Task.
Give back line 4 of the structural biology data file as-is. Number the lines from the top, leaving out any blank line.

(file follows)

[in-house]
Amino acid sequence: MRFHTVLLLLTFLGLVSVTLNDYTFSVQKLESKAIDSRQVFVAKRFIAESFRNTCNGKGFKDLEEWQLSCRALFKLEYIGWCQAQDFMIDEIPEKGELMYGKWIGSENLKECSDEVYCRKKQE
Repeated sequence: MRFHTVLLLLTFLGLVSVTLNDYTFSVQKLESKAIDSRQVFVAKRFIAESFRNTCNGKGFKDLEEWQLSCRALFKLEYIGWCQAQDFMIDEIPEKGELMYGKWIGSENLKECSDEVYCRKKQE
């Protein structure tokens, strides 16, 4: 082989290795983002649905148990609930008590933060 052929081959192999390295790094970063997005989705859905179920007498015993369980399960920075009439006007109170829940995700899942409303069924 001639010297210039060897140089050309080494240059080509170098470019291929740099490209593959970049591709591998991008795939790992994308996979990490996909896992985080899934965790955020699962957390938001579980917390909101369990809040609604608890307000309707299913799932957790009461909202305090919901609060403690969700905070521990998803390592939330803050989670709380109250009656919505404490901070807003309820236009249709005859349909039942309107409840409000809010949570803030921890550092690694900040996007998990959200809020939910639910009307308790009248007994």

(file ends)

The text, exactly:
């Protein structure tokens, strides 16, 4: 082989290795983002649905148990609930008590933060 052929081959192999390295790094970063997005989705859905179920007498015993369980399960920075009439006007109170829940995700899942409303069924 001639010297210039060897140089050309080494240059080509170098470019291929740099490209593959970049591709591998991008795939790992994308996979990490996909896992985080899934965790955020699962957390938001579980917390909101369990809040609604608890307000309707299913799932957790009461909202305090919901609060403690969700905070521990998803390592939330803050989670709380109250009656919505404490901070807003309820236009249709005859349909039942309107409840409000809010949570803030921890550092690694900040996007998990959200809020939910639910009307308790009248007994």